Who is actually happy with the direction Ableton is going?

Discussion of music production, audio, equipment and any related topics, either with or without Ableton Live
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kryptonitejesus
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Who is actually happy with the direction Ableton is going?

Post by kryptonitejesus » Sun Mar 31, 2013 11:13 pm

Keep in mind this IS expensive software, does it actually feel like you've gotten proper value from it? (I don't want to hear from you pirating users who will give me glowing enthusiasm on how much you love it... after all, who DOESN'T love free stuff?)

I've been a user since the beginning of 8 and feel like I'm currently watching history repeat itself, but I'm just interested how you guys feel with the "improvements" and "changes" they've been incorporating into the workflow.

Personally I feel like there's been a major lack of attention paid to the major issues where it is needed the most, many major flaws were exposed during the lengthy beta testing for 9 and I honestly don't feel like anything was done about any of the issues addressed.

I feel like Abes has lost it's way and has haphazardly thrown together incomplete software in a quick-ditch attempt to coincide along with the OPTIONAL hardware release of Push which anyone who's super serious about arranging music will probably skip over.


Am I the only one who feels this way? I'm a bit jaded on the whole situation and have since bought Cubase 7 and haven't had any major issues whatsoever like some of the prevalent issues I'm constantly facing in 8/9.

I feel like Ableton is slowly becoming a child's toy with how watered down it's becoming.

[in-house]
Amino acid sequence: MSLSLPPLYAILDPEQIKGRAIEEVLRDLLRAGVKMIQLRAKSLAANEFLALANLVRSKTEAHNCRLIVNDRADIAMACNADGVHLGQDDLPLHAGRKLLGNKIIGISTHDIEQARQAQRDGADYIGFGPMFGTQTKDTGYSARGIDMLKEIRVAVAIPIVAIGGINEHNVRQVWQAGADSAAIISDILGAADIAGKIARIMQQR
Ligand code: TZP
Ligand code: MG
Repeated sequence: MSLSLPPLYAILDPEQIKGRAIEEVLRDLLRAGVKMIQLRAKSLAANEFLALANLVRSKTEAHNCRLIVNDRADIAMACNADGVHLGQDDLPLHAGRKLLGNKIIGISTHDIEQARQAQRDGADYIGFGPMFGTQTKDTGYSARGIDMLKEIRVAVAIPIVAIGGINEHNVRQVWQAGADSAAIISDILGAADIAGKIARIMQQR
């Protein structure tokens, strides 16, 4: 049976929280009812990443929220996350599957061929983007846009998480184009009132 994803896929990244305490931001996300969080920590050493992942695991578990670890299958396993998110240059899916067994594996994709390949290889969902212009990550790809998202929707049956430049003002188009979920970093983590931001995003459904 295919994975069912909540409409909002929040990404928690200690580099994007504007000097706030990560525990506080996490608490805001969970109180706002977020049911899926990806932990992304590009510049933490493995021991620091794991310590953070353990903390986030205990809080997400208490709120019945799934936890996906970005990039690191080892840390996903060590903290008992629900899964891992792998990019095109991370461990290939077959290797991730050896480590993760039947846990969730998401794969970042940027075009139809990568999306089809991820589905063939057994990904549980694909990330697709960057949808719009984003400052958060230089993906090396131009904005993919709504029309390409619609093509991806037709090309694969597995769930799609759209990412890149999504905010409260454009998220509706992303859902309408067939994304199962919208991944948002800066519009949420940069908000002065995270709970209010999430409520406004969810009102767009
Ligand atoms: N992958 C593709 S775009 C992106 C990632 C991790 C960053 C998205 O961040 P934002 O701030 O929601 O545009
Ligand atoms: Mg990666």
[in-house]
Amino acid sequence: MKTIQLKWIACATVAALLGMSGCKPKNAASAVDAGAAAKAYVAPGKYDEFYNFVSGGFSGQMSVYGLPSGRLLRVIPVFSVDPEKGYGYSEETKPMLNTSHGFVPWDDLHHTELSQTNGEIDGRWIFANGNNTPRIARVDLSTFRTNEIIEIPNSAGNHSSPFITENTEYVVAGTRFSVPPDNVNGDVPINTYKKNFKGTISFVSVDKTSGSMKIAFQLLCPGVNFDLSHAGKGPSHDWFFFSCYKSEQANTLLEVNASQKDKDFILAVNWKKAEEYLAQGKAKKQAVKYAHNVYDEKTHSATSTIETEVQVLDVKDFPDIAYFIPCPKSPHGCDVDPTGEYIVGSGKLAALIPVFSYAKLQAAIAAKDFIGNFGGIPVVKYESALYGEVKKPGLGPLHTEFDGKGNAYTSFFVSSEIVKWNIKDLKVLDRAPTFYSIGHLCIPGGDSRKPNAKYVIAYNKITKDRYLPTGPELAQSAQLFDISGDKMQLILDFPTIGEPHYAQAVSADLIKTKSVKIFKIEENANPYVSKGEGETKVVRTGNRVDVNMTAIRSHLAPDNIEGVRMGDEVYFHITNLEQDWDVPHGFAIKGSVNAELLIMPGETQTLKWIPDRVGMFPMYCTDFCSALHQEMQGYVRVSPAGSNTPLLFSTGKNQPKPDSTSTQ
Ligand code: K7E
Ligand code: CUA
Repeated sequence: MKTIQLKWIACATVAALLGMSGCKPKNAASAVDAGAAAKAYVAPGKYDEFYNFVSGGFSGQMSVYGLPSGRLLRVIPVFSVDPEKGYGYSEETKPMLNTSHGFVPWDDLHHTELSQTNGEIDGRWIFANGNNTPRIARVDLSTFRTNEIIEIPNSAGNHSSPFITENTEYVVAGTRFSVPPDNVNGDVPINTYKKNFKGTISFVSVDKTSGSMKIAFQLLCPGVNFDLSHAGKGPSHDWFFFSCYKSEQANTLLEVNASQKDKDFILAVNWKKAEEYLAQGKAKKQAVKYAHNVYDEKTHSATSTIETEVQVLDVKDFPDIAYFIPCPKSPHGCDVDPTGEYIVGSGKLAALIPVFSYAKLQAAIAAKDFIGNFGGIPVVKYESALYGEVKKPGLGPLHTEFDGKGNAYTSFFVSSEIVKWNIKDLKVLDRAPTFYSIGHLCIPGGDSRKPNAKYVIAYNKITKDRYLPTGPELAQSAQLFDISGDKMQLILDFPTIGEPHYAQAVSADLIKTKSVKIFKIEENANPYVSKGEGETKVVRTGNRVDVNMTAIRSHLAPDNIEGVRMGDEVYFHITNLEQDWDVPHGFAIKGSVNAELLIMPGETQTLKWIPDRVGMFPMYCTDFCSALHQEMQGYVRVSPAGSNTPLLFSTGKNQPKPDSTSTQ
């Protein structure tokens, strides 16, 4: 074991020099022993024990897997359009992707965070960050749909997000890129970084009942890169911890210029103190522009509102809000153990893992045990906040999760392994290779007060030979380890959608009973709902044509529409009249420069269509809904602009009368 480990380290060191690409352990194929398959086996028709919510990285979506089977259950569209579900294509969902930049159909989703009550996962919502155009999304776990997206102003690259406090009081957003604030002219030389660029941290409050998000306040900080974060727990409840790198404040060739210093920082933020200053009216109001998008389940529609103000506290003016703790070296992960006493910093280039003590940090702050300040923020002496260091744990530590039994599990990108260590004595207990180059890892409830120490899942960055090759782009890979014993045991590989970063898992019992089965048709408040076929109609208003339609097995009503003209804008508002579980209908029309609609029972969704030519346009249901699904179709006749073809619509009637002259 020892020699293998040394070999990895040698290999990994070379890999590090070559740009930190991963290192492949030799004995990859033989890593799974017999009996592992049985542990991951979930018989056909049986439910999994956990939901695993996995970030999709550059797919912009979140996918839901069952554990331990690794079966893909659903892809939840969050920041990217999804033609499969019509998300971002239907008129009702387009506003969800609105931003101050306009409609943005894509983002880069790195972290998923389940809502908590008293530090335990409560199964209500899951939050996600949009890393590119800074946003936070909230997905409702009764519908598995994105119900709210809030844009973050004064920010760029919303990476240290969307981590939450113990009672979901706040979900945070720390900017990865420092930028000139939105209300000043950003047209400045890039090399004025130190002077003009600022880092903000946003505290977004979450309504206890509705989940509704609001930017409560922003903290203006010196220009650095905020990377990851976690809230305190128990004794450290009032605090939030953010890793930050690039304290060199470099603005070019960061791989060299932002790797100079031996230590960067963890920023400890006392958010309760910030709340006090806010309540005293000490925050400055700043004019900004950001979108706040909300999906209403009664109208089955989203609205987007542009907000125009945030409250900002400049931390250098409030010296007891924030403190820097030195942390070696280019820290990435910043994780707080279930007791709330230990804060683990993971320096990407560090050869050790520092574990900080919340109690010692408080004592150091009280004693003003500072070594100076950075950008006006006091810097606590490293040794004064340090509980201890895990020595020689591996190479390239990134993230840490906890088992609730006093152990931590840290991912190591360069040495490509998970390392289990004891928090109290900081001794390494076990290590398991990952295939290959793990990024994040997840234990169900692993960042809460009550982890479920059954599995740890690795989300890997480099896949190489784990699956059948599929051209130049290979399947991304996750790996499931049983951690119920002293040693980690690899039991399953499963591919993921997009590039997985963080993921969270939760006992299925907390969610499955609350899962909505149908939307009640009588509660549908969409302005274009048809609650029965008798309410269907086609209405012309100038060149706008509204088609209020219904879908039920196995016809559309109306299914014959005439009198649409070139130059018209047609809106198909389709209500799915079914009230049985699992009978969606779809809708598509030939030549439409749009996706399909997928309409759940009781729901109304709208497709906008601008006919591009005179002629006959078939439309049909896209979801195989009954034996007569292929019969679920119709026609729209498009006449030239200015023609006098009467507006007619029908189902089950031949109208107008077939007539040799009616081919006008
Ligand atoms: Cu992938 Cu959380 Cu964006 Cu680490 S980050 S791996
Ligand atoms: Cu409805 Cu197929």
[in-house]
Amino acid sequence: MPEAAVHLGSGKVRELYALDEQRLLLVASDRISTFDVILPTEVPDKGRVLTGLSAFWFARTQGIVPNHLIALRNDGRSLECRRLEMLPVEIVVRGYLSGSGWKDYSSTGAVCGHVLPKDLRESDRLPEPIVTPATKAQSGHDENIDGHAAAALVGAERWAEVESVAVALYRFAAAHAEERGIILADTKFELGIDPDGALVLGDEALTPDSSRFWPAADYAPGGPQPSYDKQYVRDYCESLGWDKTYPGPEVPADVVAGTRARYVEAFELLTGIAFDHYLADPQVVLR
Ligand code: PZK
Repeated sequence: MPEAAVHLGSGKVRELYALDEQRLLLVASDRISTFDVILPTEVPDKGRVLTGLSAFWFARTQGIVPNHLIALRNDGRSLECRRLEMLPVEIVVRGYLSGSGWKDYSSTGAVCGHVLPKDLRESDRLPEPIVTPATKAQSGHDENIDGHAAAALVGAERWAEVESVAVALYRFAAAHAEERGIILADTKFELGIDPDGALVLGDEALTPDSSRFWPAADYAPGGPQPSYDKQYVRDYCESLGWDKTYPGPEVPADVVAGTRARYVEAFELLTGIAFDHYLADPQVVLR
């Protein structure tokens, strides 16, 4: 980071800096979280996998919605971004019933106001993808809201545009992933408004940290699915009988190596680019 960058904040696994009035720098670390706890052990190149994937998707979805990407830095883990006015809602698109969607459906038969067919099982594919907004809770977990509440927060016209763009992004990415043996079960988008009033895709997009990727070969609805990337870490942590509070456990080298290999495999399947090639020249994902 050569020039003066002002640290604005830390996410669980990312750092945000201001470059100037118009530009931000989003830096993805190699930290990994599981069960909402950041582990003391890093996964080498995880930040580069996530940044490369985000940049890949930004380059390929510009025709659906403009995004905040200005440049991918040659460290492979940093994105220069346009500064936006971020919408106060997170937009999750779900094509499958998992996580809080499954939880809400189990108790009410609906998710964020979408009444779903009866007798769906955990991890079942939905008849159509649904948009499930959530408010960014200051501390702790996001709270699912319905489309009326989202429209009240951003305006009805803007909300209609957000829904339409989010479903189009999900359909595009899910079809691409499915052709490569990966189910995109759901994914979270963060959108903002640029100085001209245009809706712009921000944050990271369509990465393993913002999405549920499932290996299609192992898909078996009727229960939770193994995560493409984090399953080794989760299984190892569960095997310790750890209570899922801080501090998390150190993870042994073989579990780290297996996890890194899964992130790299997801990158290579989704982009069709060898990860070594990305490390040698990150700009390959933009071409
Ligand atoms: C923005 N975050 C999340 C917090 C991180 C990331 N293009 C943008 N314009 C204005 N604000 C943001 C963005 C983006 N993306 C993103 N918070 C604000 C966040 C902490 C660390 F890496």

Here's one of the major issues encountered on the forum that I don't feel has been given quite enough attention, unless I'm missing it. (http://www.youtube.com/watch?v=1qGJEvtP0bQ)

p.s. oh, and what's up with that nag dialogue asking you to take a survey? Isn't this supposed to be 1/2 performance software and 1/2 production software? That shit doesn't pop-up mid mix does it?

artpunk
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Re: Who is actually happy with the direction Ableton is going?

Post by artpunk » Mon Apr 01, 2013 12:20 am

What dialogue asking you to take a survey? I haven't encountered that. I received an email asking me to take a survey, but I think that was for the beta forums... (Scratches head)
Regarding your topic - personally I am happy with Live 9. As Ableton have been actively addressing issues (such as record arm automation workflow issues) as issues crop up, I think they are listening & trying to address & improve the software. Yes there are ongoing issues that don't seem to have been addressed, but not being privy to Abe's development team I can't comment on any underlying reasons there. Suffice to say I believe if they could fix all the perceived problems talked about, they would, providing 1. The problems were actually fixable & 2. By fixing them, that fix did not lead to other problems...
and of course it is impossible to please everybody!!
Just my 2c
Live a 'toy'? I really don't think so, not by any stretch of the imagination :D

(edited to fix spelling mistakes)
Last edited by artpunk on Mon Apr 01, 2013 12:24 am, edited 1 time in total.

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eddiex
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Re: Who is actually happy with the direction Ableton is going?

Post by eddiex » Mon Apr 01, 2013 12:23 am

i feel like there is not much more they can really offer. i must admit, i have only scratched the surface of 9, but for my usage...it still functions as i expect it to...actually kind of better. things seem a little more snappy. i disagree with you about the "toy" comment. i think live is pretty powerful despite the cartoony look. as far as major issues....i've never really had any crazy issues. i seem to be able to use more plugs, without the CPUs going crazy, with this version. i like the m4l stuff, i like the new eq8, the glue and the new compressor views. i am not bitter about the browser.
i'm still digging live.